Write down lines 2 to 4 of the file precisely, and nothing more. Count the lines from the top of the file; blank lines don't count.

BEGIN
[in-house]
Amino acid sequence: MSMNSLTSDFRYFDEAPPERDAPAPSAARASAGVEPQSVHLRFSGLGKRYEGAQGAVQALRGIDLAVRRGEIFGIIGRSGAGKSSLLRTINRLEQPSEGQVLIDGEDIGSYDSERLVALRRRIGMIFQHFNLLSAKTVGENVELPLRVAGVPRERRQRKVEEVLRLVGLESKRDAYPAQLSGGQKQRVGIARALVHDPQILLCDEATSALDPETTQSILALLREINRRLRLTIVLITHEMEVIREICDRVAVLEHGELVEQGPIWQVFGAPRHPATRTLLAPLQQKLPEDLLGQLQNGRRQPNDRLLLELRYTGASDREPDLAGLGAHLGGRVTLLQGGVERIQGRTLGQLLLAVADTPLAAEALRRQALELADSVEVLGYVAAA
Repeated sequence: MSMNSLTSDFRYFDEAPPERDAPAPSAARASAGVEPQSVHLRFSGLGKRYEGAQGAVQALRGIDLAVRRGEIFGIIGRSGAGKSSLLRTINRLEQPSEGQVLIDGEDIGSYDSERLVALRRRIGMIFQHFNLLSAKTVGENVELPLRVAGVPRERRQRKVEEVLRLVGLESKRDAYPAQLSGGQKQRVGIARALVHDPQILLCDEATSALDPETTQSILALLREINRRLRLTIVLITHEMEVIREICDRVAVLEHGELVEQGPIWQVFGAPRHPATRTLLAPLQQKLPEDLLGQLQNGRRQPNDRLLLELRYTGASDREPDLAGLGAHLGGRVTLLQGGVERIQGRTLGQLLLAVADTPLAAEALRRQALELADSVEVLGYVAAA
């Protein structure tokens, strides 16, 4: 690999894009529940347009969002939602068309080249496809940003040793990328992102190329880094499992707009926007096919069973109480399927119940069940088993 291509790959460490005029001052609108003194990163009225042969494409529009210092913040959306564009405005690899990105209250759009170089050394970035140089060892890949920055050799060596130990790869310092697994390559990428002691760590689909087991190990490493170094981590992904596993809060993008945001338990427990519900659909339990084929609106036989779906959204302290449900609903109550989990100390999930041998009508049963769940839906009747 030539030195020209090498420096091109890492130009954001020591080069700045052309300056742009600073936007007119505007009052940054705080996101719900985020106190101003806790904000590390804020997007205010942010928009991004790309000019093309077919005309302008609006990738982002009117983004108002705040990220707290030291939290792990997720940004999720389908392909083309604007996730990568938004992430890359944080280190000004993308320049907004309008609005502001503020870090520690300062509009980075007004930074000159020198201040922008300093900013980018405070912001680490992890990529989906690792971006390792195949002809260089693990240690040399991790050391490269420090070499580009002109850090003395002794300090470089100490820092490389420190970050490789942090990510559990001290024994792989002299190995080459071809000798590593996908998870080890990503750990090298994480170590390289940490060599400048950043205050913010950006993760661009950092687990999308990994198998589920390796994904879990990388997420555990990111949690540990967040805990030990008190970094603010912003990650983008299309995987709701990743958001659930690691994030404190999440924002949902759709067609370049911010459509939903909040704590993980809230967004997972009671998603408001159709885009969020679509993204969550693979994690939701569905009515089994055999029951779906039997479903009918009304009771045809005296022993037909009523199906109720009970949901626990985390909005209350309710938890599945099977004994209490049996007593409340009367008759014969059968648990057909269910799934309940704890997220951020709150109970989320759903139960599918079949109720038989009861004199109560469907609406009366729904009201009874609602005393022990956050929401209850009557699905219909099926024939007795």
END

Amino acid sequence: MSMNSLTSDFRYFDEAPPERDAPAPSAARASAGVEPQSVHLRFSGLGKRYEGAQGAVQALRGIDLAVRRGEIFGIIGRSGAGKSSLLRTINRLEQPSEGQVLIDGEDIGSYDSERLVALRRRIGMIFQHFNLLSAKTVGENVELPLRVAGVPRERRQRKVEEVLRLVGLESKRDAYPAQLSGGQKQRVGIARALVHDPQILLCDEATSALDPETTQSILALLREINRRLRLTIVLITHEMEVIREICDRVAVLEHGELVEQGPIWQVFGAPRHPATRTLLAPLQQKLPEDLLGQLQNGRRQPNDRLLLELRYTGASDREPDLAGLGAHLGGRVTLLQGGVERIQGRTLGQLLLAVADTPLAAEALRRQALELADSVEVLGYVAAA
Repeated sequence: MSMNSLTSDFRYFDEAPPERDAPAPSAARASAGVEPQSVHLRFSGLGKRYEGAQGAVQALRGIDLAVRRGEIFGIIGRSGAGKSSLLRTINRLEQPSEGQVLIDGEDIGSYDSERLVALRRRIGMIFQHFNLLSAKTVGENVELPLRVAGVPRERRQRKVEEVLRLVGLESKRDAYPAQLSGGQKQRVGIARALVHDPQILLCDEATSALDPETTQSILALLREINRRLRLTIVLITHEMEVIREICDRVAVLEHGELVEQGPIWQVFGAPRHPATRTLLAPLQQKLPEDLLGQLQNGRRQPNDRLLLELRYTGASDREPDLAGLGAHLGGRVTLLQGGVERIQGRTLGQLLLAVADTPLAAEALRRQALELADSVEVLGYVAAA
């Protein structure tokens, strides 16, 4: 690999894009529940347009969002939602068309080249496809940003040793990328992102190329880094499992707009926007096919069973109480399927119940069940088993 291509790959460490005029001052609108003194990163009225042969494409529009210092913040959306564009405005690899990105209250759009170089050394970035140089060892890949920055050799060596130990790869310092697994390559990428002691760590689909087991190990490493170094981590992904596993809060993008945001338990427990519900659909339990084929609106036989779906959204302290449900609903109550989990100390999930041998009508049963769940839906009747 030539030195020209090498420096091109890492130009954001020591080069700045052309300056742009600073936007007119505007009052940054705080996101719900985020106190101003806790904000590390804020997007205010942010928009991004790309000019093309077919005309302008609006990738982002009117983004108002705040990220707290030291939290792990997720940004999720389908392909083309604007996730990568938004992430890359944080280190000004993308320049907004309008609005502001503020870090520690300062509009980075007004930074000159020198201040922008300093900013980018405070912001680490992890990529989906690792971006390792195949002809260089693990240690040399991790050391490269420090070499580009002109850090003395002794300090470089100490820092490389420190970050490789942090990510559990001290024994792989002299190995080459071809000798590593996908998870080890990503750990090298994480170590390289940490060599400048950043205050913010950006993760661009950092687990999308990994198998589920390796994904879990990388997420555990990111949690540990967040805990030990008190970094603010912003990650983008299309995987709701990743958001659930690691994030404190999440924002949902759709067609370049911010459509939903909040704590993980809230967004997972009671998603408001159709885009969020679509993204969550693979994690939701569905009515089994055999029951779906039997479903009918009304009771045809005296022993037909009523199906109720009970949901626990985390909005209350309710938890599945099977004994209490049996007593409340009367008759014969059968648990057909269910799934309940704890997220951020709150109970989320759903139960599918079949109720038989009861004199109560469907609406009366729904009201009874609602005393022990956050929401209850009557699905219909099926024939007795």